Despite over a decade of collective efforts on the part of the international community, the North Korean human rights issue remains prevalent and pervasive. I propose "Korean human rights" as an alternative concept and approach for South Korea to constructively contribute to improving the human rights situation in North Korea. The notion of Korean human rights can be used as a method to overcome the limitations that both South Korea and the international community have faced in the past and a framework for effectively applying international human rights conventions at the regional level. KEYWORDS: Korean human rights, North Korean human rights, international human rights regime, inter-Korean relationship, Helsinki process.
MODERN INTERNATIONAL RELATIONS UP TO THE TWENTIETH CENTURY may be identified as "international politics" because of its focus on issues of national sovereignty. After the Cold War, "world politics" came to be a more accurate term due to the increase in transnational activities resulting from globalization. The rise in transnational activities encompassed the development of transnational interests and a code of conduct, moving from so-called hard issues such as nuclear nonproliferation to softissues such as human rights. At the level of discourse, world politics seems to stand above international politics in today's global affairs, and it is often criticized for prioritizing "high politics," thus creating a hierarchy of issues. The development of weapons of mass destruction (WMD) and the human rights violations of a nation have now become objects of international concern and intervention, justified as safeguarding universal values rather than condemned as foreign interference in domestic affairs.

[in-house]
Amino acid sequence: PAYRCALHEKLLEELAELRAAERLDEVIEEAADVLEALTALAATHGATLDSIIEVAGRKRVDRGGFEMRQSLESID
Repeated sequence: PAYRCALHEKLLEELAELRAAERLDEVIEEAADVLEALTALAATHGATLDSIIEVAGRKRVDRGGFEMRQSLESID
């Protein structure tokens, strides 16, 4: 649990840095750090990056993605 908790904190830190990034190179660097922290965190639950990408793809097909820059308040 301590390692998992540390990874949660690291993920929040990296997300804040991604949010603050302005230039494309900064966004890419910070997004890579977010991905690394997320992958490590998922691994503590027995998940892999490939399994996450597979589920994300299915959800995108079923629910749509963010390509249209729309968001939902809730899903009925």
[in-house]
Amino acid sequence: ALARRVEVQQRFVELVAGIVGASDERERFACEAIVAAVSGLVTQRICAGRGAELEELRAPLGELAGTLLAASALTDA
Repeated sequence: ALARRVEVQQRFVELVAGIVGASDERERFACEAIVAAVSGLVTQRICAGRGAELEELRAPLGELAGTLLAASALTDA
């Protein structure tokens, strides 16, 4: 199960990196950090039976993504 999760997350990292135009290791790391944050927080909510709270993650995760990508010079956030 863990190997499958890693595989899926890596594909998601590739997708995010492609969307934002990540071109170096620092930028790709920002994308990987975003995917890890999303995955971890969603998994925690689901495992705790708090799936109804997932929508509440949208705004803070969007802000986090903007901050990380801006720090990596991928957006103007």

An example of such a position is the claimed need for the international community to intervene in North Korea's nuclear weapons programs and human rights infringements. North Korea has often expressed its disapproval and condemnation of the UN Security Council's resolutions on North Korea's nuclear tests as well as the UN Human Rights Council's resolutions on North Korea's human rights situation. Both are said to be acts of interference in domestic affairs. These protests contrast sharply with world public opinion, which frequently expresses disapproval of North Korean nuclear policies and social practices.
Currently, the discourse on prevalent universal values and reality is polarized. The issue of North Korean human rights also lies in this context. Since the mid-1990s, the United Nations and nongovernmental organizations (NGOs) have demanded that the Democratic People's Republic of Korea (DPRK; North Korea) rectify its human rights situation. This demand is an example of an expansion of the universalistic discourse. But the outcome has fallen short of expectations, perhaps due to the realistic responses of the nations involved, including North Korea. This disappointing result may be attributed to the fact that each of the involved parties acts only on matters that best serve its own interests.
Does this mean that the role of the external actor has no influence in explaining the unsatisfactory progress in North Korean human rights? Or should the North Korean government-which seems to be unaffected by the towering interests of and pressures from the outside world-be held solely responsible for this disappointing outcome? How can South Korea's and the international community's approaches be evaluated in terms of their actual contributions toward improving the North Korean human rights situation? To answer these questions, first we need to review the roles of various actors, focusing especially on their strategies. For proper perspective, we also must evaluate the previous approaches, especially those on international human rights norms. In this context we focus mainly on the role of South Korea.
Compared to other nations, South Korea has the greatest interest in and capacity for influencing North Korea's current human rights situation. …